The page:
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How Working As a Stripper Made Me Have More Sympathy for Men

Katherine Frank stripped, interviewed her customers and then wrote a thesis about male desire.
 
 
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Anthropologist Katherine Frank spent six years stripping and interviewing 30 of her regular customers to research her book “G-Strings and Sympathy: Strip Club Regulars and Male Desire.” Adapted from her Ph.D. dissertation, it’s an academic yet accessible exploration of the exchange between the naked lady on the platform and the man who keeps returning to tuck money in her garter.

Frank discusses with equal ease the bounce/rump-shaker move and the self-reflexive nature of the post-tourist, and her experience reflects less mind-body dissociation than one might expect. She created a set she calls her Ode to Baudrillard at one of the clubs, stripping off layers to songs (one from “The Matrix” and one by White Zombie) that reference the philosopher who argues that reality — sorry, “reality” — has become indistinguishable from its representations, or simulacra. (Had she not retired to academia, I would suggest that Frank add Hole’s “Doll Parts” with its Baudrillardian refrain, “I fake it so real I am beyond fake.”)

Frank worked in several clubs in a Southeastern city she calls Laurelton, a mecca for strip club enthusiasts. In the huge, upscale, mostly white Diamond Dolls, 200 to 300 “girls” danced on stages and moved through the crowd selling $10 table dances to individual customers. Upstairs were private rooms that cost between $100 and $500 an hour and $200 an hour for dancers. Celebrities would often go straight upstairs, and rumors flew about orgies in there — rumors, Frank points out, that were neither true nor squelched. She also worked at Tina’s Revue, a smaller, cheaper, mixed-race club where the fantasized activities were drug dealing and prostitution. In both places, men could and often did pay dancers to sit and talk with them.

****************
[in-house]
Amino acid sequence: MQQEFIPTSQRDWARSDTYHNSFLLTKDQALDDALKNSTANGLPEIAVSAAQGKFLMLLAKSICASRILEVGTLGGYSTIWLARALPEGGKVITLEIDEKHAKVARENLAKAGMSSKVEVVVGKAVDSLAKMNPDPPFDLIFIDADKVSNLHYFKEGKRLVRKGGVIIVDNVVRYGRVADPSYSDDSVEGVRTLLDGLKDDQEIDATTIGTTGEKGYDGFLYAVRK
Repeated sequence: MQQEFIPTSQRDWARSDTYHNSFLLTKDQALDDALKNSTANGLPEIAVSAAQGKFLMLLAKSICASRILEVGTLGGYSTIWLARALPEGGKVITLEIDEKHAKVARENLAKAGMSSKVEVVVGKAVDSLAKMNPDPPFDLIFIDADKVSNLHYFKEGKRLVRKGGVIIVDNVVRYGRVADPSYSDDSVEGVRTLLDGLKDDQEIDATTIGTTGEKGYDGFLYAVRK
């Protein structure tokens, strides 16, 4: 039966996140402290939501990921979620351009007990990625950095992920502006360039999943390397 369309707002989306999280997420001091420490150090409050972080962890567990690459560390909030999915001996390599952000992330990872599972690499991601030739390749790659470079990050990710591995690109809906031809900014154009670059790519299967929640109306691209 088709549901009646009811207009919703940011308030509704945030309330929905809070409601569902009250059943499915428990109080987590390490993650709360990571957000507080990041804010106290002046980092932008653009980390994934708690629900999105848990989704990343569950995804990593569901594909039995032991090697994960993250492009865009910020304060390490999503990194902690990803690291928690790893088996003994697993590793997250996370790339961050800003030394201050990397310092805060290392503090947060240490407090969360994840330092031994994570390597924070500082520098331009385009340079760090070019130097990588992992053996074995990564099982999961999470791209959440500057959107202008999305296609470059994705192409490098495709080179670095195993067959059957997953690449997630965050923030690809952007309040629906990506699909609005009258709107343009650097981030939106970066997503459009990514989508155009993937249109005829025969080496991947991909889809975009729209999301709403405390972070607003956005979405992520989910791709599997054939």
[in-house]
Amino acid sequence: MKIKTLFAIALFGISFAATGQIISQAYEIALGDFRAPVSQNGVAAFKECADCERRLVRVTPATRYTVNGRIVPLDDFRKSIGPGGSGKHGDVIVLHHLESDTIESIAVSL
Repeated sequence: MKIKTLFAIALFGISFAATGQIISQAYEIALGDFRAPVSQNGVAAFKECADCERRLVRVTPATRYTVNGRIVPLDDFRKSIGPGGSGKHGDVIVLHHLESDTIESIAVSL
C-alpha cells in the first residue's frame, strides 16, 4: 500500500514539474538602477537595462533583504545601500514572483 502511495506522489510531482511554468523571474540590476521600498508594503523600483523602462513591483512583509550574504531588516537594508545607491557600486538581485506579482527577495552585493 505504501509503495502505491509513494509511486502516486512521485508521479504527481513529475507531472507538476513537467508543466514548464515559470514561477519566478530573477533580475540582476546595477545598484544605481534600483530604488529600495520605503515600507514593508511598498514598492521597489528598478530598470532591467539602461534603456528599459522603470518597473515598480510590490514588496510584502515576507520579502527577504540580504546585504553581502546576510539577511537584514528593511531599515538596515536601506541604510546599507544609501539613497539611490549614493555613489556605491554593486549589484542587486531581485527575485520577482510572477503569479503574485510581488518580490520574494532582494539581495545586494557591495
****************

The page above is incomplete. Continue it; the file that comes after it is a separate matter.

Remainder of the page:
Among Frank’s well-argued conclusions are that the “touristic gaze” is more relevant to the strip club experience than the “male gaze.” The strip bar isn’t home or work; it’s a place where men can vacation either as high rollers or bold explorers of a seedy underclass — without any risk. She also found that men were obsessed with the authenticity of their interactions with the dancers (“that guy over there is deluded, but she really does like me”). The dancers exploited their customers’ longing for “realness” by giving fake real names and fake home phones (cellphones devoted to regulars who considered themselves friends). And in a fascinating chapter called “The Crowded Bedroom: Marriage, Monogamy, and Fantasy,” Frank counters the charge that strip bars erode men’s abilities to achieve intimacy with a girlfriend or wife and argues that the strip club forays actually held together the marriages of many of her interview subjects. Frank spoke to Salon from her home in Virginia.

Your book is incredibly sympathetic, in contrast to things I’ve heard about strippers hating men. How did your feelings about men change during the six years you worked in the clubs?

I think I became much more sympathetic. When I was an undergraduate I was an anti-pornography feminist. I read Andrea Dworkin and Catharine MacKinnon and thought they had some good points. But talking to the guys in the strip clubs, I realized that they were damaged by the sexist culture, too. They felt repellent, that their wives and girlfriends could never accept their desires and that they could never ask advice about sex because they were supposed to somehow know everything. These guys were struggling with how to deal with what they saw as women’s conflicting demands for both traditional masculine traits and more emotional presence. They were also confused by women’s desire to be called beautiful but not be objectified.

 
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